|The grapelike fruit of the hardy kiwi Actinidia arguta ‘Ananasnaya’ at UBC Botanical Garden, Vancouver|
If you aren’t a fan of the fuzzy skin on kiwifruit, you’re in luck. Not only are there smooth-skinned species, but they’re hardy in our climate. The one above was photographed in B.C. However, Actinidia arguta is available from at least two Ontario nurseries, and is showing up more frequently on Ontario 100-mile menus.
A. arguta doesn’t grow as large as the commercial varieties appropriately named Actinidia deliciosa. They’re more the size of large grapes or gooseberries. I’m told, though, that they are quite tasty. There are a number of cultivars in addition to ‘Ananasnaya’ which gets its name from its pineappley flavour.
|The developing fruit of Actinidia deliciosa; the kind you see in supermarkets|
In fact, the decorative kiwi vine A. kolomitka ‘Arctic Beauty’ – usually grown for its unusual pink and white foliage variegation – will make fruit that’s edible, if you have both male and female plants. Both are required for pollination. Only one kiwifruit is self-pollinating, A. arguta ‘Issai’. All the rest require at least one male of the species. If you had room – and you’d need it; the vines can grow to 40′ (12.2 m) – you could plant an absolute harem of females. Local commercial growers are becoming more common.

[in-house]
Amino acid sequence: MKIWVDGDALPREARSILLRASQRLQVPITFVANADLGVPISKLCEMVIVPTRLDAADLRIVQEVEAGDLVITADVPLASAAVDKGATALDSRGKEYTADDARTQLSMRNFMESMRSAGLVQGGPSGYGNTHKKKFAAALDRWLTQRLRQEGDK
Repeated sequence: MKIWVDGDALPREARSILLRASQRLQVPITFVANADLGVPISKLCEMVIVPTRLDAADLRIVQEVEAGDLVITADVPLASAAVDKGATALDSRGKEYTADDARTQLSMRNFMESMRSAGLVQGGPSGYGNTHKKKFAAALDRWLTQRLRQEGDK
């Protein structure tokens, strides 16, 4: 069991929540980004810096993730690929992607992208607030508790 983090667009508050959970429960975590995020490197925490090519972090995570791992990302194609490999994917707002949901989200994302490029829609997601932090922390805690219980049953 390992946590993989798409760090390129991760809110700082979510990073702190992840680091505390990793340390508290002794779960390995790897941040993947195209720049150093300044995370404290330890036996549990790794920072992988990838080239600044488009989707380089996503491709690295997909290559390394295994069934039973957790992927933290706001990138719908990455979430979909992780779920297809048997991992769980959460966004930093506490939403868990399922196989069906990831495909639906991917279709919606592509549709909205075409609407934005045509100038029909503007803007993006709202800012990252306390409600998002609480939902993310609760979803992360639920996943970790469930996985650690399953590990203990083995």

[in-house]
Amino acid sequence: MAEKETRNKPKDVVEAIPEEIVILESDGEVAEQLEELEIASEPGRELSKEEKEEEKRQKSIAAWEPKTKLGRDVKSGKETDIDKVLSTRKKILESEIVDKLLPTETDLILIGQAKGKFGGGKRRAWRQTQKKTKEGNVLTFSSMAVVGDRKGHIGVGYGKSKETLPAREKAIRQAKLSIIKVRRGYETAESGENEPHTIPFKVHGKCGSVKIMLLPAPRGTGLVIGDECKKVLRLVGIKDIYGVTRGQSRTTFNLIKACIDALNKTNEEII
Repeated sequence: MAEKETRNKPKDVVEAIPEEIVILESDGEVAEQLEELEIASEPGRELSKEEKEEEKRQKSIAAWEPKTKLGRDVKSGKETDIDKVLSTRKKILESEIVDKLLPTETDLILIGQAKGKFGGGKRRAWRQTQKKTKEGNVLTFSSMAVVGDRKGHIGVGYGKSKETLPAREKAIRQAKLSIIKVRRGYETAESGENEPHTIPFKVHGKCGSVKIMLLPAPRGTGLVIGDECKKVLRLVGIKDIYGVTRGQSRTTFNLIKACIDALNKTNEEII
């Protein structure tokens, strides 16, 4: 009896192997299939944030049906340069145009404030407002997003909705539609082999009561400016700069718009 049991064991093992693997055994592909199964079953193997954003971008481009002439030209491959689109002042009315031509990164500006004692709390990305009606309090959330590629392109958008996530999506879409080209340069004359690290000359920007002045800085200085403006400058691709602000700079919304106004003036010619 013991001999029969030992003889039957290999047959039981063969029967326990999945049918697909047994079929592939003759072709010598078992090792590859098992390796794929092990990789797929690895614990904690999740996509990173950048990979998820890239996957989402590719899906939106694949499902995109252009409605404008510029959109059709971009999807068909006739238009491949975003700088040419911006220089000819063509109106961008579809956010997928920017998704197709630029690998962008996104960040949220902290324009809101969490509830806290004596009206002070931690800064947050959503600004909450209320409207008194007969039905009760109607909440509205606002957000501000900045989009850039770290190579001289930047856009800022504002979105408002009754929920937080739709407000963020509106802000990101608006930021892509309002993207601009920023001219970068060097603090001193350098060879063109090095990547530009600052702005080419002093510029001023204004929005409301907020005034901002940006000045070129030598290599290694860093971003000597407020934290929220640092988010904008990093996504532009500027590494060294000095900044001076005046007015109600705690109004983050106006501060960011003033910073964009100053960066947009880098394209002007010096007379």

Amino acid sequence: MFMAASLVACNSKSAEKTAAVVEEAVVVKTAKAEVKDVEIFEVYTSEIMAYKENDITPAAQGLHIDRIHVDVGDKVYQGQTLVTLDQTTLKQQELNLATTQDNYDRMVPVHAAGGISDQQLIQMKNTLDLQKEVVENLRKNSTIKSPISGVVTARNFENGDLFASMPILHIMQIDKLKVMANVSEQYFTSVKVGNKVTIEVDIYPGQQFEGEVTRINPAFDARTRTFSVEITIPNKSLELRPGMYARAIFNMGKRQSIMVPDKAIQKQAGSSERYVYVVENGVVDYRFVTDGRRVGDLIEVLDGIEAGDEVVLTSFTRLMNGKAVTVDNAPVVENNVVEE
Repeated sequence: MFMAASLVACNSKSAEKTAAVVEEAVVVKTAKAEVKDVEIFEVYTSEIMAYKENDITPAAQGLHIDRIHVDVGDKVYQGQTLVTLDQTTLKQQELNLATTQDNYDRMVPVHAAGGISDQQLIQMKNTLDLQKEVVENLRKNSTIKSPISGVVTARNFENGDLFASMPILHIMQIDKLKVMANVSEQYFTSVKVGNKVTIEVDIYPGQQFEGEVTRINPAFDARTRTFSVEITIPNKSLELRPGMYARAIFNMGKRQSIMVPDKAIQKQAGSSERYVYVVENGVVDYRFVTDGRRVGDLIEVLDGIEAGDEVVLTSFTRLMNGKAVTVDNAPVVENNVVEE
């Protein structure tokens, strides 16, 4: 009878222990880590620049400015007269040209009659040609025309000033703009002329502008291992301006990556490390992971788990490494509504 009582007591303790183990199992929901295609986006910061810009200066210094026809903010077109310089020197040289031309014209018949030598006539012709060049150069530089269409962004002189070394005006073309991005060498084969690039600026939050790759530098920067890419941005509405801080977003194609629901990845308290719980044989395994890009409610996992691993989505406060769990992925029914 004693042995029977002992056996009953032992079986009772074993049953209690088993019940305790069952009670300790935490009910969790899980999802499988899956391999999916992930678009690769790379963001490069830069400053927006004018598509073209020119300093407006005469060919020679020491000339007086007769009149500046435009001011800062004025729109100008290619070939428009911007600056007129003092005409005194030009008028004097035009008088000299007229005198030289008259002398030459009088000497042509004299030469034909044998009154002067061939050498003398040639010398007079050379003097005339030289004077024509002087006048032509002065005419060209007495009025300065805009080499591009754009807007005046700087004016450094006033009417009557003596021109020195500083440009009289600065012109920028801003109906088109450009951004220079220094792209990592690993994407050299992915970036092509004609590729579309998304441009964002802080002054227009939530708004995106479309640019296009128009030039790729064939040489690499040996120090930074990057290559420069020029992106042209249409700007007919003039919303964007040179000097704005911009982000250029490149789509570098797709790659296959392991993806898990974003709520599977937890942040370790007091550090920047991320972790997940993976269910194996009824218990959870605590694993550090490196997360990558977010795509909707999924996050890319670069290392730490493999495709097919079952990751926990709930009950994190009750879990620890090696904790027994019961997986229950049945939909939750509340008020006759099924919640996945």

|The pretty flowers of A. deliciosa – which are showier than those of the hardy kiwifruit|
If you’re interested in trying these fruits for yourself, there’s a growing (no pun!) number of resources. Cornell University offers this fact sheet, including the enticing statement that a single mature kiwi vine can produce 50-100 lbs (22.7-45.4 kg) of fruit in a year. That’s quite the harvest! There’s also this excellent article on hardy kiwis by Nan Sterman, whom I had the pleasure of meeting recently in Seattle.
And for a little on the history of the kiwifruit, from New Zealand’s Zespri, the world’s largest producer of this fuzzy green – and yellow – fruit, check out this link.
|The food garden at UBC Botanical Garden in Vancouver, where these shots were taken|
[Ed: In response to some reader questions, I’ve asked a Toronto friend to chime in on her experience growing hardy kiwis in our Canadian Zone 6/USDA Zone 5 area. Here’s what Susan wrote:
I do have a kiwi vine–probably Actinidia arguta ‘Issai’–I bought it many years ago at Loblaws.
My experience is that it definitely is a twiner and a spreader–it grows on an arbour in my yard–and I usually need to cut it back at least 2 or 3 times each growing season. Its branches seem to grow quite rapidly entangling themselves (if I’m not vigilant or too lazy at the time) onto the birch branches. So it’s certainly easy to grow.
I’ve had fruit most years (although not so much last season, 2015)–tiny grape-size fruits that don’t need to be peeled when eaten–they usually ripen in the early fall (September). Keeping the long whip-like branches cut back probably helps with fruit production as long as they’re not cut back too much.
Personally, I do like the plant–nice glossy foliage, reddish stems–will easily cover an arbour or strong trellis–an easy-peasy plant–as long as you keep it in check when needed or desired.
Has never suckered for me–but my wisteria?!!! It has even suckered all the way under our fairly large deck–amazing.
Thanks, Susan! Hope that helps our readers. Helen, 19/03/2016]